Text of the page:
We’ve all heard the expression ‘feeling comfortable in your own skin.’
For people with inflammatory skin conditions such as eczema, dermatitis, rosacea, acne, and psoriasis, that can be a challenge. The physical discomfort, as well as the unwelcome appearance of these conditions, can often cause distress.
The Global Burden of Disease project has repeatedly shown that skin diseases continue to be the 4th leading cause of nonfatal disease burden worldwide. The three most prevalent conditions causing burden are melanoma (highest), followed by psoriasis and dermatitis.
When it comes to inflammatory skin disorders and their symptoms, it’s good for us to first obtain a better understanding of how our skin functions.
Our skin, which is the body’s largest organ, provides an excellent barrier to protect us. This is called the skin barrier function, but also commonly known as the acid mantle because our skin has a naturally acidic pH.
This barrier is situated in our uppermost layer of the skin and is mostly composed of large skin cells, keratinocytes, which play multiple roles essential for skin repair. These keratinocytes migrate, proliferate, and differentiate to restore the epidermal barrier.
Essentially, the skin barrier prevents the good stuff getting out, and the bad stuff getting in. It’s a watertight seal that helps the body to hold onto natural moisture by preventing transepidermal water loss.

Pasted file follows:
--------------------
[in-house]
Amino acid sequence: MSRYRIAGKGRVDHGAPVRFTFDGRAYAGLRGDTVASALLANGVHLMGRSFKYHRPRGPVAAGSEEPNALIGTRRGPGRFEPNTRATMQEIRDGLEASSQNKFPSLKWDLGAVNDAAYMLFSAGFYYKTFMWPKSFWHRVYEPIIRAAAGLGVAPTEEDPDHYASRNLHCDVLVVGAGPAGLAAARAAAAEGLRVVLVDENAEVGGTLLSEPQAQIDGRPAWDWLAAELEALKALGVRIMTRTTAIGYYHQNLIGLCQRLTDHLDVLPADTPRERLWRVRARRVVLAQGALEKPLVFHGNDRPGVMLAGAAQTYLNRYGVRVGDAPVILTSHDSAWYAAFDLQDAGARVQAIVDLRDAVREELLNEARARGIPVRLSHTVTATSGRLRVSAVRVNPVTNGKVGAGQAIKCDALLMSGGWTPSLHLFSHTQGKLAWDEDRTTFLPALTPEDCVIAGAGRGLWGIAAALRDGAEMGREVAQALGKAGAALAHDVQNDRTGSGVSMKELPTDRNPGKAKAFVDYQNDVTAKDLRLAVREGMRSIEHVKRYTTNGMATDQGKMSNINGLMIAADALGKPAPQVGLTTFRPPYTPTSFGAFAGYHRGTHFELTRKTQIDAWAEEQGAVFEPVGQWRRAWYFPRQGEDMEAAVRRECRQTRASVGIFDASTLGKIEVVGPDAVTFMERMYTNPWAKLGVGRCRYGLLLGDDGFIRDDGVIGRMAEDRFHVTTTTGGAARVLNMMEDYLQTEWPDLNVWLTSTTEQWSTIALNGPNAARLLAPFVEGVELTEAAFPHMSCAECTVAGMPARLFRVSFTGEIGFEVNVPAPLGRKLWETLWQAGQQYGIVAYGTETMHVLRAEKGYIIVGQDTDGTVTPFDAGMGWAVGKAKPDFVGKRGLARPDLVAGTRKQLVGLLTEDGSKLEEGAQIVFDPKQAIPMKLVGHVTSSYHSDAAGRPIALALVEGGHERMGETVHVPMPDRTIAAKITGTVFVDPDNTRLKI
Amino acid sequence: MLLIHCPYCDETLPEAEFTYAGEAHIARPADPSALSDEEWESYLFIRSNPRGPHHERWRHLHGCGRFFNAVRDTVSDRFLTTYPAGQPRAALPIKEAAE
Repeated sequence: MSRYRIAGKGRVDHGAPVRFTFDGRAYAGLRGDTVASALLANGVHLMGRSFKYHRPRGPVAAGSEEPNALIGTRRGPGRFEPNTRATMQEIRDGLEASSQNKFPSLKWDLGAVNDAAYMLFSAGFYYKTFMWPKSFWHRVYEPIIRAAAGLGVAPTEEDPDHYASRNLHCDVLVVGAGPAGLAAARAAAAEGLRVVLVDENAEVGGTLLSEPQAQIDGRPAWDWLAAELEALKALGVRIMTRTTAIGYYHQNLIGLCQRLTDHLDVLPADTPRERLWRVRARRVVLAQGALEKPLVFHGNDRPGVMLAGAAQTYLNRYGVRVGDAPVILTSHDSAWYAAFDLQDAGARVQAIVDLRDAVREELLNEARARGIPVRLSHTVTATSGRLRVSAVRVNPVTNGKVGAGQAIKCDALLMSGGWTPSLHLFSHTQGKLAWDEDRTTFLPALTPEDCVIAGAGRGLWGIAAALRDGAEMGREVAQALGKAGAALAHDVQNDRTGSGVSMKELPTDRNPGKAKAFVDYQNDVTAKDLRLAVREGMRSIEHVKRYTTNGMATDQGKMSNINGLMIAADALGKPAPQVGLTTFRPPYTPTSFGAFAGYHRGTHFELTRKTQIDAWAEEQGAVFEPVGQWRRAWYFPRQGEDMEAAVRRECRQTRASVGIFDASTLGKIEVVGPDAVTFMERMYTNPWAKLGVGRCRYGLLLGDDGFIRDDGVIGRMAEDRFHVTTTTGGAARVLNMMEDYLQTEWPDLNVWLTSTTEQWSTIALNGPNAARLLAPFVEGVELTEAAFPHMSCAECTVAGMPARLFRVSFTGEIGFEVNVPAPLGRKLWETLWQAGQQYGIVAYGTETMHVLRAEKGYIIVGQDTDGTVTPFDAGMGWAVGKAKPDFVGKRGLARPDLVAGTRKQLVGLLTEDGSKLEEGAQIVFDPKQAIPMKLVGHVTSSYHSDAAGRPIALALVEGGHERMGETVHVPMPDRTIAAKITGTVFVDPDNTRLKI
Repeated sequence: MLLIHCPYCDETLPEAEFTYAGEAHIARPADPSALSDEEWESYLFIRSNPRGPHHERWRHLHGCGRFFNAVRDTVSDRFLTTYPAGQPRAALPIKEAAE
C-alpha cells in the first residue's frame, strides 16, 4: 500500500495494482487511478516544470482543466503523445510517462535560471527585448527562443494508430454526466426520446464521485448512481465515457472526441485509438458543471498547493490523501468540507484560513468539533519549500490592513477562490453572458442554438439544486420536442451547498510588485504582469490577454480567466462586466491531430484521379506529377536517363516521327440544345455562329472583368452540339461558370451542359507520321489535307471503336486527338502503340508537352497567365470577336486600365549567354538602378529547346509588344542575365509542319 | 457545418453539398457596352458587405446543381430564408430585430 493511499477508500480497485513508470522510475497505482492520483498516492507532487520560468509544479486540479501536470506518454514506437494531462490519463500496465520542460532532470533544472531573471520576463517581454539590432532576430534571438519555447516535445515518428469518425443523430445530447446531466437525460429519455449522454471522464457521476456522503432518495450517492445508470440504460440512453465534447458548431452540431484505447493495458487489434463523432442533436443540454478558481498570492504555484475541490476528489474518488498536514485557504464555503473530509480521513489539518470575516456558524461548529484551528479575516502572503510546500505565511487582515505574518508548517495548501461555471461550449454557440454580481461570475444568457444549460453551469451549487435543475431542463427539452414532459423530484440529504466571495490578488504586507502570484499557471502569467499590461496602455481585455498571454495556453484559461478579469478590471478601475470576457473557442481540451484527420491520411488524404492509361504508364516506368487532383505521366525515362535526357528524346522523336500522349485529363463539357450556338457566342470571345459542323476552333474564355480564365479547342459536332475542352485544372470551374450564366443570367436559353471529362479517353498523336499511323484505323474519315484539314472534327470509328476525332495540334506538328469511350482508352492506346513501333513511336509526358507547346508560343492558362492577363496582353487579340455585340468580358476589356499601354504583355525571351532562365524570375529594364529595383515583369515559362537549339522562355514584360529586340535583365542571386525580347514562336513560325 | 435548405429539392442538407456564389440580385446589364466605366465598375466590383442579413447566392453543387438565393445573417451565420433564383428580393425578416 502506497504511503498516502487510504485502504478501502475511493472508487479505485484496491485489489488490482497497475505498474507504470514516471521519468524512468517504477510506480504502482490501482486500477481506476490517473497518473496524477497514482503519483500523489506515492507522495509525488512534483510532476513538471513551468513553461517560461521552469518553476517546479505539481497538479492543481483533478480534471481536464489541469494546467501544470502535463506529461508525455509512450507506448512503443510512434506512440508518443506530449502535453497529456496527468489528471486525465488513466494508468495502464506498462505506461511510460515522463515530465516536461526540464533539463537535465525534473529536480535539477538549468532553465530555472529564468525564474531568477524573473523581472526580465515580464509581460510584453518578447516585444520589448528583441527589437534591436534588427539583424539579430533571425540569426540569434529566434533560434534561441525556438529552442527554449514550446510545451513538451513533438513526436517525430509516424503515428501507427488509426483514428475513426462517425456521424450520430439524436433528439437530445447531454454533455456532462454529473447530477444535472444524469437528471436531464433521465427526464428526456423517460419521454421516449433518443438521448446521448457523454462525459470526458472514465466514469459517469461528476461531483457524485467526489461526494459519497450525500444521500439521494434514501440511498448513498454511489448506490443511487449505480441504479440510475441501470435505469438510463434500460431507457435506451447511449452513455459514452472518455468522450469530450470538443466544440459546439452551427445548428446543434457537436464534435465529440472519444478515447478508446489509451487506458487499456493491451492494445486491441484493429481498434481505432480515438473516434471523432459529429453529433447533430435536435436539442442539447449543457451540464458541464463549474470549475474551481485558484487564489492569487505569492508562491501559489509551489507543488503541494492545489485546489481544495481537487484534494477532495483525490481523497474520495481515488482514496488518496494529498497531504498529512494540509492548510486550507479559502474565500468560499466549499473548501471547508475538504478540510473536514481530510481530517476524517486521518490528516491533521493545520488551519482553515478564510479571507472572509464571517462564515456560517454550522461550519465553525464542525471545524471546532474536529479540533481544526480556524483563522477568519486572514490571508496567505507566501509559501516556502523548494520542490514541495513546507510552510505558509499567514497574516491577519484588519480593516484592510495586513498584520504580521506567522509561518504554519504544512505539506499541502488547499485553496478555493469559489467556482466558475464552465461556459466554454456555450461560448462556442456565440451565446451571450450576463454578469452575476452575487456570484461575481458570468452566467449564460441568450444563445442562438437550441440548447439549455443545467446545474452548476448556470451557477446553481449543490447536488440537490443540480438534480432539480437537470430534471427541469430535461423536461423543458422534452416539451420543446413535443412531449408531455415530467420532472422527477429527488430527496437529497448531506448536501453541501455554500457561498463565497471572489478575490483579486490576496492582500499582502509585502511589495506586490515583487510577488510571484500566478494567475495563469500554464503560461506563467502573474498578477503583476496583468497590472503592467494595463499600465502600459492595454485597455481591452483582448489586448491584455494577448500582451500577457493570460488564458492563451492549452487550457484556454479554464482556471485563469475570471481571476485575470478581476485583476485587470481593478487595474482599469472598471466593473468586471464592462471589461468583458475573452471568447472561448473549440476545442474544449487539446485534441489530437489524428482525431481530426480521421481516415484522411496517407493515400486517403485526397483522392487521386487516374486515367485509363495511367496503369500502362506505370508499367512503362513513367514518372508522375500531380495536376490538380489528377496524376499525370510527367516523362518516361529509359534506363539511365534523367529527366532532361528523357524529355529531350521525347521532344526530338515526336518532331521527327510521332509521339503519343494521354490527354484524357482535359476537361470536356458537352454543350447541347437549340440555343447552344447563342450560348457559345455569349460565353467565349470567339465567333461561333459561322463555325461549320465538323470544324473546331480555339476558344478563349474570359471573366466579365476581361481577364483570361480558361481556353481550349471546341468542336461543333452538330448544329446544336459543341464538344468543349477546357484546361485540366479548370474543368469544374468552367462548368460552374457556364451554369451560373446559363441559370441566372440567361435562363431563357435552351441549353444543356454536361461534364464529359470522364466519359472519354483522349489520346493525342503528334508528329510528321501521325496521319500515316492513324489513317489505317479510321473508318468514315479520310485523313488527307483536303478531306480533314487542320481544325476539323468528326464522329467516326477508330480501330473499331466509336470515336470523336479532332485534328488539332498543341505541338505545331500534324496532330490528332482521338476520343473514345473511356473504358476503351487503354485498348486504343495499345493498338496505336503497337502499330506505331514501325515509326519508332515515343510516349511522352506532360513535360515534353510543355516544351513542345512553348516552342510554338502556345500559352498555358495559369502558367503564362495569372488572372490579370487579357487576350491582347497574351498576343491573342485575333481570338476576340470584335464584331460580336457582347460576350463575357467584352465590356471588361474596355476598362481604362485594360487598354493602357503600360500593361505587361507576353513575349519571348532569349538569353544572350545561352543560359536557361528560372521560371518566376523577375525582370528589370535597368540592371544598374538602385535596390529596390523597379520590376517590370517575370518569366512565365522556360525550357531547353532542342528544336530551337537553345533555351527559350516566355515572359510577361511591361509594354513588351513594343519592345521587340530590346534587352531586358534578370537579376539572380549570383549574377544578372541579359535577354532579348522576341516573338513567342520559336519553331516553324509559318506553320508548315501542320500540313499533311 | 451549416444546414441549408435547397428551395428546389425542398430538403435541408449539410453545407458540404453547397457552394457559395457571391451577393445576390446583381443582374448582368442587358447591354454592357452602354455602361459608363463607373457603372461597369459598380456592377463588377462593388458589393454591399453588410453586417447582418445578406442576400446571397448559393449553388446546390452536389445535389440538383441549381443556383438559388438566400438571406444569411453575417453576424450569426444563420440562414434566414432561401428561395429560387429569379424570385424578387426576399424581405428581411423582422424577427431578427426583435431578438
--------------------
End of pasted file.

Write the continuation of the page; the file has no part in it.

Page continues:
If the top layer of the epidermis does not contain enough water, the skin will lose elasticity and appear dry, rough, and flaky. Poorly hydrated skin is also unable to maintain an intact skin barrier, leaving the skin more vulnerable to damage.
Inflammatory skin conditions such as dermatitis, eczema, psoriasis, acne, and rosacea, almost always have an impaired skin barrier function. This further contributes to worsening the symptoms of the condition.
These inflammatory conditions can be caused, and exacerbated by a variety and/or combination of immune system activation, genetics, environmental triggers, illness, stress, injury to the skin, bacterial/viral infection, allergies, overuse of harsh exfoliants, and occupational influences.
Disruption in the core functions of the skin barrier can present as chronic skin irritation, redness, puffiness, itchy, dehydrated, and dull skin, hyperpigmentation, skin infections, and delayed wound healing.
The good news is that there is much you can do to tame the inflammation!
Incorporating targeted daily skincare topicals containing CBD is key. CBD increases the activity of the skin’s endocannabinoid system. (ECS) This makes the ECS more effective at treating immune-related and inflammatory issues such as allergic reactions, acne, psoriasis, eczema, dermatitis, and rosacea.
For more visit: goodleaf.co.za